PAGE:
My trek to Utah from Virginia brought more culture shock than some of my travels abroad. A major observation was how Utahans celebrate holidays. I had never seen houses and yards all out decorated for Halloween nor Christmas lights that stayed lit through January. Fireworks on July 24 were also a new concept. But when I saw how Memorial Day was celebrated in our state I cringed. The last weekend of May had grocery stores stocked with mums and cemeteries blanketed in flowers and flags. Wow, so many American war victims buried in Utah!?? I had no idea!
Somehow, in Utah, Memorial Day is promoted as a day to remember passed-on loved ones on a start-of-summer holiday. I confess, my education was rooted in a state where 95% of American history took place, but shouldn’t we all be celebrating the same holiday and honoring the same heroes? And, learning the same history lessons?
As our local Channel 4 broadcast: “Memorial Day signals the start of one of the tastiest times of the year: BBQ season.” Nice thought, but they are taking the “Christ” out of Christmas. Is that what Memorial Day is all about: a day off of work, outdoor grilling and remembering our dead friends and family members for a quick moment?
The origin of the Memorial Day holiday is simple but loaded with courage and bravery. Three years after the Civil War ended (that would be 1868) “Decoration Day” was established on May 30 to decorate the graves of Union soldiers killed in the Civil War with flowers, wreaths and American flags. After World War I the commemoration was changed to include men and women who died in all American wars or military action, and in 1971 “Memorial Day” was established as a national holiday observed on the fourth Monday of May. This holiday is not to be confused with Veterans’ Day in November, which commemorates the service of all US military veterans, living and dead.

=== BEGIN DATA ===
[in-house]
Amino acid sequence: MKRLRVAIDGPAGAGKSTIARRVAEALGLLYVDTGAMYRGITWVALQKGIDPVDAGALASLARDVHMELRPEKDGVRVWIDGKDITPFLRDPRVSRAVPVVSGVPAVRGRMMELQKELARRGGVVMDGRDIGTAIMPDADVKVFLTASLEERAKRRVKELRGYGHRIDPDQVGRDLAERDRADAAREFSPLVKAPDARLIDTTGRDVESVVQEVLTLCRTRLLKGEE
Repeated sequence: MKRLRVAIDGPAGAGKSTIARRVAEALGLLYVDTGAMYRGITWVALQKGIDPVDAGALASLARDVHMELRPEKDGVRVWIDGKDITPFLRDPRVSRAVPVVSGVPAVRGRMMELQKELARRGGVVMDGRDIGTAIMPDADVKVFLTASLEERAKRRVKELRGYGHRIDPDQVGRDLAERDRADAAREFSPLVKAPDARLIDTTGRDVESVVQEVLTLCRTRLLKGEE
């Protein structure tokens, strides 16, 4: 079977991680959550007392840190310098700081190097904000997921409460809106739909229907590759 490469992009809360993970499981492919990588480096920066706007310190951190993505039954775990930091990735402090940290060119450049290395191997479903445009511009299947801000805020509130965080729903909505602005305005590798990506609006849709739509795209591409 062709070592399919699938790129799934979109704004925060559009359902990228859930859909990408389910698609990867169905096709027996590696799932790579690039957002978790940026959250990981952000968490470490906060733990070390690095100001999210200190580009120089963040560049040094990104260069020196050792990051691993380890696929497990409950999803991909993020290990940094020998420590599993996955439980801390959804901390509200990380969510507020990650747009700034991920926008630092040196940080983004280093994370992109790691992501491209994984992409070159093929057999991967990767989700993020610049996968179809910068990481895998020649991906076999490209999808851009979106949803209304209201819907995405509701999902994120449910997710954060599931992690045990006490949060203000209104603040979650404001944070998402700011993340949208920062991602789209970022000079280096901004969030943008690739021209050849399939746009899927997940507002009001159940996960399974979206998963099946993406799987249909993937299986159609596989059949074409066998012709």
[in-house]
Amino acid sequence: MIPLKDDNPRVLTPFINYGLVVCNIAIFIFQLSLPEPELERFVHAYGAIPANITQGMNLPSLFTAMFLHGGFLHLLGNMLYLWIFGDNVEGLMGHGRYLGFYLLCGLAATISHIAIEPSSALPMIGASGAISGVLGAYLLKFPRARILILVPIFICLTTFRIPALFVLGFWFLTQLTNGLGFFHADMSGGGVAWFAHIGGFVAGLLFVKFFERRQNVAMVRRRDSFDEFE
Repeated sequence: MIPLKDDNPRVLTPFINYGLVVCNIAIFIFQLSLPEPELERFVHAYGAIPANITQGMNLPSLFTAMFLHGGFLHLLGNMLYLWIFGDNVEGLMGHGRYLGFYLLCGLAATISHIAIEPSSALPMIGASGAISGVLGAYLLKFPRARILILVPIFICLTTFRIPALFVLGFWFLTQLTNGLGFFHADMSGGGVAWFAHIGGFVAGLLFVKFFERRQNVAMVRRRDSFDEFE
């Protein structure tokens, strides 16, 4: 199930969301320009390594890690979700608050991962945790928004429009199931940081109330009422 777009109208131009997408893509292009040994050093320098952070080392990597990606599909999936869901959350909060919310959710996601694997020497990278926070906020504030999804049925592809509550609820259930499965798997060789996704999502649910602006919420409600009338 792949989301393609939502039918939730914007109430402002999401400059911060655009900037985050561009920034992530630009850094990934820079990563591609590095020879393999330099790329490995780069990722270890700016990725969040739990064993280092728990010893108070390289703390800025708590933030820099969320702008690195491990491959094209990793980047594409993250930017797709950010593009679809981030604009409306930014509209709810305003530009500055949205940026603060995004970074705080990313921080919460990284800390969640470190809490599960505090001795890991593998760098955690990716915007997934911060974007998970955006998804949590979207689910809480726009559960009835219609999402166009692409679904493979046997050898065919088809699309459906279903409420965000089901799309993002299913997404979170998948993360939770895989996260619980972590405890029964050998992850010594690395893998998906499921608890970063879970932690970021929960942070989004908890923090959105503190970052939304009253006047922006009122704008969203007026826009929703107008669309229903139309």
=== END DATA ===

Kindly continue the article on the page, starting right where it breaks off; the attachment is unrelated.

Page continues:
Don’t get me wrong; I have lost loved ones that deserve to be remembered by myself, my children and generations to come. But that is not why we enjoy a three day weekend each year to mark the beginning of summer. Maybe we should consider initiating a new holiday where we remember our non-war-hero loved ones who have passed on. In Mexico they call it “The Day of the Dead” and it is celebrated on our Halloween. I am certainly not opposed to having another three-day weekend. But let’s not combine it with Memorial Day.
The brave men and women who died on the bloody battlefields so our country could offer freedom and hope to future generations deserve our respect and honor, and in this small, small way we set aside one day out of the entire year to remember and give thanks for their ultimate sacrifice. Maybe every day should be Memorial Day, remembering who we are honoring and taking a moment to thank God for the courage and bravery our war heroes offered, ultimately enabling our generation to enjoy our vast freedoms. “Greater love has no one than this, that one lay down his life for his friends.” John 15:13
Natalie Haught Six